Innovative radiation therapy to remove scar tissue in the arteries

Scar tissue can develop in your arteries after an angioplasty or stent placement, which can cause the arteries to become narrow again. Doctors in our Interventional Cardiology Program use an innovative technique involving radiation, which typically is used to destroy tumors, to target scar tissue within the arteries. Our high-volume catheterization program is always among the first in the nation to evaluate new technology and techniques such as this to improve your care.

What to expect during intracoronary radiation therapy

An IV will be inserted in your hand or your arm to provide fluids and a sedative to help you relax. Your care team will monitor your heart with an electrocardiogram during the procedure.

A local anesthetic will be injected to numb the insertion area in your arm or groin. The doctor will insert a thin, flexible tube called a catheter into an artery in the insertion area and guide it to the narrowed artery using X-ray imaging. When the catheter is in place, a small dose of radiation is applied to slow or stop rapid scar tissue growth and keep the artery clear.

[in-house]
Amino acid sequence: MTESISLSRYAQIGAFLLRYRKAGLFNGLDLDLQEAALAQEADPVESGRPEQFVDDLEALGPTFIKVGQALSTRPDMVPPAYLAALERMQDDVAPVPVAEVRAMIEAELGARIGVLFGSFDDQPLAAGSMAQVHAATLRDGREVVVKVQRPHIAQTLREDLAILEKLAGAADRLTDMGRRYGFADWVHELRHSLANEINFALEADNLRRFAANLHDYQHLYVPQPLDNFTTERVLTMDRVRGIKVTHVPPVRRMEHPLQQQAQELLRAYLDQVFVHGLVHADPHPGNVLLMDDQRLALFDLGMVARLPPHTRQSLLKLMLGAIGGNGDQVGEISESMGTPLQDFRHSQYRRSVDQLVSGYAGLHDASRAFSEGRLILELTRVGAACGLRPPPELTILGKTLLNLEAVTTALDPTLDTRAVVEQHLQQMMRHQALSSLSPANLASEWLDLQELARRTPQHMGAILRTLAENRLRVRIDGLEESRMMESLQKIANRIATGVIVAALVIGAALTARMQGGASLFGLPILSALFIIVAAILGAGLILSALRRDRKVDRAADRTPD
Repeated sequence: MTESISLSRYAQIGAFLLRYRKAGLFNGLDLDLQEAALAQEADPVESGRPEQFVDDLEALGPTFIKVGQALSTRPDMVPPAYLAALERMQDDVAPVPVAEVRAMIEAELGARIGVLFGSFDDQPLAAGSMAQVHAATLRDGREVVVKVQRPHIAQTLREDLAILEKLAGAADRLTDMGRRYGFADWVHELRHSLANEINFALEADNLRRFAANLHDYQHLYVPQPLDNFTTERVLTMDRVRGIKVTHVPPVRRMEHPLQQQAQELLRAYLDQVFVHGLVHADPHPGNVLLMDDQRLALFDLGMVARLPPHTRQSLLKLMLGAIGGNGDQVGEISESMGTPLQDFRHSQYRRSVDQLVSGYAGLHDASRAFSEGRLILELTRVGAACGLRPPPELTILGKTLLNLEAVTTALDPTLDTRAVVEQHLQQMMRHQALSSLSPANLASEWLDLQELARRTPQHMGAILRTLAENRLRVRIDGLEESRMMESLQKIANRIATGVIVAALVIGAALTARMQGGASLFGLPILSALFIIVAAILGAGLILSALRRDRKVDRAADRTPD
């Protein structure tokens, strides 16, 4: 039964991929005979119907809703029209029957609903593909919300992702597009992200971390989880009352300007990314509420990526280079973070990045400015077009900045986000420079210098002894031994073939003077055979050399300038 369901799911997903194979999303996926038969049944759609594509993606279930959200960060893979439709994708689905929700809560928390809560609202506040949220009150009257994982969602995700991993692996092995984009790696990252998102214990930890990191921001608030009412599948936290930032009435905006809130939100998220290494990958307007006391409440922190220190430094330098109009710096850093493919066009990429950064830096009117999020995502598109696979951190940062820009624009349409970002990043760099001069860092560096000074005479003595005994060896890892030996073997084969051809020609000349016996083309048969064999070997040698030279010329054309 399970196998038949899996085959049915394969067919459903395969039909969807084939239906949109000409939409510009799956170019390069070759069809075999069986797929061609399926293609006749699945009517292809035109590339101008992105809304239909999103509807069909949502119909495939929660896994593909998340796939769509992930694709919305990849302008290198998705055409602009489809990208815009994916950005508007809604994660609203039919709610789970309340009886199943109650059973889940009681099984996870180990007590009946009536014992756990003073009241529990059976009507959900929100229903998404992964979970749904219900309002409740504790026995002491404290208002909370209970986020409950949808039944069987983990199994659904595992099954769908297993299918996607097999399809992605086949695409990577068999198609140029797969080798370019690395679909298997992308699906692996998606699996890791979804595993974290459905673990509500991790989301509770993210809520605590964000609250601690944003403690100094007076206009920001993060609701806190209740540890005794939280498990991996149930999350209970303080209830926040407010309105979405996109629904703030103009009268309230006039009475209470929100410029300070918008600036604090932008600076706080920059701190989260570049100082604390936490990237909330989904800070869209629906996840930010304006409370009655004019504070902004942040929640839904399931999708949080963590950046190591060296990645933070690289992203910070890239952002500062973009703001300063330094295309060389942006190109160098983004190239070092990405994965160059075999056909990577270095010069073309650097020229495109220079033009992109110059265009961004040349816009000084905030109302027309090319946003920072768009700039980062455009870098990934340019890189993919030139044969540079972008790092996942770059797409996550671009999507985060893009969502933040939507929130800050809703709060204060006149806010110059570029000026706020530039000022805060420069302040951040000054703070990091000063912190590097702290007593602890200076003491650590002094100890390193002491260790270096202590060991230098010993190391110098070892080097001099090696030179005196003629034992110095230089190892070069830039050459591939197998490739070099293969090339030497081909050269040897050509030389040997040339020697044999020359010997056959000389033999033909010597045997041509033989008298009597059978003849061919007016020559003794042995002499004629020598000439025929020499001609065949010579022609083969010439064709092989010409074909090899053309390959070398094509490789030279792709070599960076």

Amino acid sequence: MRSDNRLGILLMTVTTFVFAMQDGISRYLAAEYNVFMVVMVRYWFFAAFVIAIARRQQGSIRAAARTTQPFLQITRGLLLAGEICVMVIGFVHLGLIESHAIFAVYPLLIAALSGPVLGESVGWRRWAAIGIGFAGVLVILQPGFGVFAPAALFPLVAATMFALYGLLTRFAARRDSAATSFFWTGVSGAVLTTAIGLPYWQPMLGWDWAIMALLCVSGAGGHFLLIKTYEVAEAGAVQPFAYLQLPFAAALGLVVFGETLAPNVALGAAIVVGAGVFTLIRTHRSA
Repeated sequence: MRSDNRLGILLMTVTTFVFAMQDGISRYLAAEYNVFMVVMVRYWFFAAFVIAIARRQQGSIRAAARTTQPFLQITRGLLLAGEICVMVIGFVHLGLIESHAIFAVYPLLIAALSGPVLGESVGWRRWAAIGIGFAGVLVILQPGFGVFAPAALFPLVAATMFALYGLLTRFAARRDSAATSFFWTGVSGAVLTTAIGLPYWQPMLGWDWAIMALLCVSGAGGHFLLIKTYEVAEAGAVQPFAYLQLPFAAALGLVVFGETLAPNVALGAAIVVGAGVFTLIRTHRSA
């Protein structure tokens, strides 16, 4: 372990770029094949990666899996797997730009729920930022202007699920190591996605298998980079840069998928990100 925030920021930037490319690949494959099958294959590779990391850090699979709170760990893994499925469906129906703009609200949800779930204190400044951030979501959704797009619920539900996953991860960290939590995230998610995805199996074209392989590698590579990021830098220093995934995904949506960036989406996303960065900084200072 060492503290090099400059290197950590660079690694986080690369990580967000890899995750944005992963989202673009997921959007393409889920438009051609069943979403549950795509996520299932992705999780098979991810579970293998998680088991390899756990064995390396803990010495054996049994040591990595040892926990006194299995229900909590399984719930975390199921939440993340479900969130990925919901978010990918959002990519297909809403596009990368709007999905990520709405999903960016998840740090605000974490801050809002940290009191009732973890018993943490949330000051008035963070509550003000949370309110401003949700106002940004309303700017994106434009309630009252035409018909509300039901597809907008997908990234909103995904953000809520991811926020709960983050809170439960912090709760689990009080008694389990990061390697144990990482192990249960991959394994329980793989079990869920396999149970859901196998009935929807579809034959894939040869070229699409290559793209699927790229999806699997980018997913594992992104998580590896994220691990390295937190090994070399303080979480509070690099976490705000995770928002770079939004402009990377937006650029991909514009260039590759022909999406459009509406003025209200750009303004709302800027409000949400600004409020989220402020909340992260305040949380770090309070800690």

The radiation is typically applied for five to 25 minutes, depending on the amount of tissue in your body. The doctor will then remove the catheter and close the incision. You will be taken to a recovery area to be monitored for a few hours while the sedation wears off.

Interventional cardiology program

We have one of the highest volume heart catheterization programs in the mid-Atlantic region, averaging nearly 12,000 procedures annually.

Conditions

Coronary Artery Disease

Coronary artery disease is the most common type of heart disease in the United States.

Tests

Cardiac Catheterization

Cardiac catheterization is a minimally invasive way to diagnose and treat a variety of heart and vascular conditions by guiding thin, flexible tubes called catheters through blood vessels to problem areas.

Chest X-ray

Chest X-rays use a small dose of radiation to create pictures of the structures inside the chest, including the lungs, heart, and chest wall.

Computerized Tomography (CT) Scan

The cardiac computed tomography scan, or cardiac CT, uses X-rays to create three-dimensional images of your heart and blood vessels.

Echocardiogram

An echocardiogram uses high-frequency sound waves to create images of your heart.

Electrocardiogram (ECG)

An electrocardiogram, also known as an ECG, measures the heart’s electrical activity.

Our locations

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MedStar Washington Hospital Center

110 Irving St. NW
Washington, DC 20010

Read our Cardiovascular Performance & Outcomes Booklet

Ask MHVI

Have questions for our heart and vascular specialists? Email us at AskMHVI@medstar.net